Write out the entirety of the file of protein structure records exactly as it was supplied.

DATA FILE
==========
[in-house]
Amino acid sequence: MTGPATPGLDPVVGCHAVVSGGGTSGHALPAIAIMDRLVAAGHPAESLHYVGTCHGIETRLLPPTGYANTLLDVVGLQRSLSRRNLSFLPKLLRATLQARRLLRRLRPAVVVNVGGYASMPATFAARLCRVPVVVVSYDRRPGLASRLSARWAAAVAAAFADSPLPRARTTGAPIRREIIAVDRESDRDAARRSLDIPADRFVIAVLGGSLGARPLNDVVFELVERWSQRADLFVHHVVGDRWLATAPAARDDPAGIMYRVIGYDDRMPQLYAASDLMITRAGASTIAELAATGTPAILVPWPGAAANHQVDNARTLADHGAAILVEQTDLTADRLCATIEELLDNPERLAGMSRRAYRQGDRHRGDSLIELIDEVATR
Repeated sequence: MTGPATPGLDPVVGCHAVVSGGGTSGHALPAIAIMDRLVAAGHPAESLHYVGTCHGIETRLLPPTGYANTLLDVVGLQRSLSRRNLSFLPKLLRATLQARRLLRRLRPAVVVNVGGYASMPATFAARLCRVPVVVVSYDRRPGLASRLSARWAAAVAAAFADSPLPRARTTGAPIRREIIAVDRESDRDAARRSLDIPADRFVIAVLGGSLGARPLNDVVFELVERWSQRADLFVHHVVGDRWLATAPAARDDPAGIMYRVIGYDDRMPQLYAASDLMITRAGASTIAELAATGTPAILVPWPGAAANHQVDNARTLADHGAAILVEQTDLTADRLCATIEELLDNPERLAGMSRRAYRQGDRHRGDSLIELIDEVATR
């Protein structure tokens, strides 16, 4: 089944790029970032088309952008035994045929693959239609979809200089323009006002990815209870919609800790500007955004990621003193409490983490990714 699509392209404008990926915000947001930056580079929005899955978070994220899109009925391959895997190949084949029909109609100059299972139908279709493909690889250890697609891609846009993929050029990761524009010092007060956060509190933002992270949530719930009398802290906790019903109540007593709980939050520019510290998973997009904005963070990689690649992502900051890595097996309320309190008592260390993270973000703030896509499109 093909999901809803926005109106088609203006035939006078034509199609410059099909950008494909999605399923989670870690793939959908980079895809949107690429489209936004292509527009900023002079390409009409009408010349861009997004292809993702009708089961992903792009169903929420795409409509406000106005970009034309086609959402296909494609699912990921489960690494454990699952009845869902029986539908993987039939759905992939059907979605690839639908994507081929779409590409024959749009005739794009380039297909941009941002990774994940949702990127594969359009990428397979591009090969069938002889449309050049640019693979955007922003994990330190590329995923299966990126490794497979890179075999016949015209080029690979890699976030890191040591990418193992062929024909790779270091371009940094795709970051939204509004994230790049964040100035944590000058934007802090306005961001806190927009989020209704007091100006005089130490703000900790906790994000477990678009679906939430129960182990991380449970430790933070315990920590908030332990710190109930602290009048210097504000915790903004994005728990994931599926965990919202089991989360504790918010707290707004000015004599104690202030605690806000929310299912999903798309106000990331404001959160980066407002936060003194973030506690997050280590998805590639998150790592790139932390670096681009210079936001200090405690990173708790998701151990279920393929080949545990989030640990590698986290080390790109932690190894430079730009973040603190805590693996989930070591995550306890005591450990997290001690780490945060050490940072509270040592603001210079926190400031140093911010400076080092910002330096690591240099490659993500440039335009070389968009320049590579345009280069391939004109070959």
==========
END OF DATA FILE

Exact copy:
[in-house]
Amino acid sequence: MTGPATPGLDPVVGCHAVVSGGGTSGHALPAIAIMDRLVAAGHPAESLHYVGTCHGIETRLLPPTGYANTLLDVVGLQRSLSRRNLSFLPKLLRATLQARRLLRRLRPAVVVNVGGYASMPATFAARLCRVPVVVVSYDRRPGLASRLSARWAAAVAAAFADSPLPRARTTGAPIRREIIAVDRESDRDAARRSLDIPADRFVIAVLGGSLGARPLNDVVFELVERWSQRADLFVHHVVGDRWLATAPAARDDPAGIMYRVIGYDDRMPQLYAASDLMITRAGASTIAELAATGTPAILVPWPGAAANHQVDNARTLADHGAAILVEQTDLTADRLCATIEELLDNPERLAGMSRRAYRQGDRHRGDSLIELIDEVATR
Repeated sequence: MTGPATPGLDPVVGCHAVVSGGGTSGHALPAIAIMDRLVAAGHPAESLHYVGTCHGIETRLLPPTGYANTLLDVVGLQRSLSRRNLSFLPKLLRATLQARRLLRRLRPAVVVNVGGYASMPATFAARLCRVPVVVVSYDRRPGLASRLSARWAAAVAAAFADSPLPRARTTGAPIRREIIAVDRESDRDAARRSLDIPADRFVIAVLGGSLGARPLNDVVFELVERWSQRADLFVHHVVGDRWLATAPAARDDPAGIMYRVIGYDDRMPQLYAASDLMITRAGASTIAELAATGTPAILVPWPGAAANHQVDNARTLADHGAAILVEQTDLTADRLCATIEELLDNPERLAGMSRRAYRQGDRHRGDSLIELIDEVATR
């Protein structure tokens, strides 16, 4: 089944790029970032088309952008035994045929693959239609979809200089323009006002990815209870919609800790500007955004990621003193409490983490990714 699509392209404008990926915000947001930056580079929005899955978070994220899109009925391959895997190949084949029909109609100059299972139908279709493909690889250890697609891609846009993929050029990761524009010092007060956060509190933002992270949530719930009398802290906790019903109540007593709980939050520019510290998973997009904005963070990689690649992502900051890595097996309320309190008592260390993270973000703030896509499109 093909999901809803926005109106088609203006035939006078034509199609410059099909950008494909999605399923989670870690793939959908980079895809949107690429489209936004292509527009900023002079390409009409009408010349861009997004292809993702009708089961992903792009169903929420795409409509406000106005970009034309086609959402296909494609699912990921489960690494454990699952009845869902029986539908993987039939759905992939059907979605690839639908994507081929779409590409024959749009005739794009380039297909941009941002990774994940949702990127594969359009990428397979591009090969069938002889449309050049640019693979955007922003994990330190590329995923299966990126490794497979890179075999016949015209080029690979890699976030890191040591990418193992062929024909790779270091371009940094795709970051939204509004994230790049964040100035944590000058934007802090306005961001806190927009989020209704007091100006005089130490703000900790906790994000477990678009679906939430129960182990991380449970430790933070315990920590908030332990710190109930602290009048210097504000915790903004994005728990994931599926965990919202089991989360504790918010707290707004000015004599104690202030605690806000929310299912999903798309106000990331404001959160980066407002936060003194973030506690997050280590998805590639998150790592790139932390670096681009210079936001200090405690990173708790998701151990279920393929080949545990989030640990590698986290080390790109932690190894430079730009973040603190805590693996989930070591995550306890005591450990997290001690780490945060050490940072509270040592603001210079926190400031140093911010400076080092910002330096690591240099490659993500440039335009070389968009320049590579345009280069391939004109070959």